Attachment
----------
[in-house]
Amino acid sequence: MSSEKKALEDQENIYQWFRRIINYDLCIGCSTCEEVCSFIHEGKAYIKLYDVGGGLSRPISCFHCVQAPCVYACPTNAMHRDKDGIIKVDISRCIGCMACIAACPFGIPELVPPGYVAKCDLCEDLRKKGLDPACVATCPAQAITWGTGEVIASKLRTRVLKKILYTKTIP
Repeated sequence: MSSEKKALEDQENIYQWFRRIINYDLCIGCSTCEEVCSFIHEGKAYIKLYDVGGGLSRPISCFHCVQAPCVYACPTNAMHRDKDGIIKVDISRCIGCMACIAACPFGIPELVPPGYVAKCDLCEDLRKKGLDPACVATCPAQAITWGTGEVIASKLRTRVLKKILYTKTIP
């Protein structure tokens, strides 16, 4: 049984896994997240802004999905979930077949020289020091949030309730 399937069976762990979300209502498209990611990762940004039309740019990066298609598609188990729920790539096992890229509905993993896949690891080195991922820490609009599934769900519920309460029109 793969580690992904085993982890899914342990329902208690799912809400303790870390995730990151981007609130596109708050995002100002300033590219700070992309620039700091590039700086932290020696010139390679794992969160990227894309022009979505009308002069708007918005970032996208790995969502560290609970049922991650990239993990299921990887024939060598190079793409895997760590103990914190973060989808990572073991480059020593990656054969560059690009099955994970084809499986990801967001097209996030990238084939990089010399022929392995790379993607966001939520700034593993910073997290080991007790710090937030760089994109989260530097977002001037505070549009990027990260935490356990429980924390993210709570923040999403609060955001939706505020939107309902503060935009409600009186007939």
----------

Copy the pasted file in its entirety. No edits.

[in-house]
Amino acid sequence: MSSEKKALEDQENIYQWFRRIINYDLCIGCSTCEEVCSFIHEGKAYIKLYDVGGGLSRPISCFHCVQAPCVYACPTNAMHRDKDGIIKVDISRCIGCMACIAACPFGIPELVPPGYVAKCDLCEDLRKKGLDPACVATCPAQAITWGTGEVIASKLRTRVLKKILYTKTIP
Repeated sequence: MSSEKKALEDQENIYQWFRRIINYDLCIGCSTCEEVCSFIHEGKAYIKLYDVGGGLSRPISCFHCVQAPCVYACPTNAMHRDKDGIIKVDISRCIGCMACIAACPFGIPELVPPGYVAKCDLCEDLRKKGLDPACVATCPAQAITWGTGEVIASKLRTRVLKKILYTKTIP
């Protein structure tokens, strides 16, 4: 049984896994997240802004999905979930077949020289020091949030309730 399937069976762990979300209502498209990611990762940004039309740019990066298609598609188990729920790539096992890229509905993993896949690891080195991922820490609009599934769900519920309460029109 793969580690992904085993982890899914342990329902208690799912809400303790870390995730990151981007609130596109708050995002100002300033590219700070992309620039700091590039700086932290020696010139390679794992969160990227894309022009979505009308002069708007918005970032996208790995969502560290609970049922991650990239993990299921990887024939060598190079793409895997760590103990914190973060989808990572073991480059020593990656054969560059690009099955994970084809499986990801967001097209996030990238084939990089010399022929392995790379993607966001939520700034593993910073997290080991007790710090937030760089994109989260530097977002001037505070549009990027990260935490356990429980924390993210709570923040999403609060955001939706505020939107309902503060935009409600009186007939």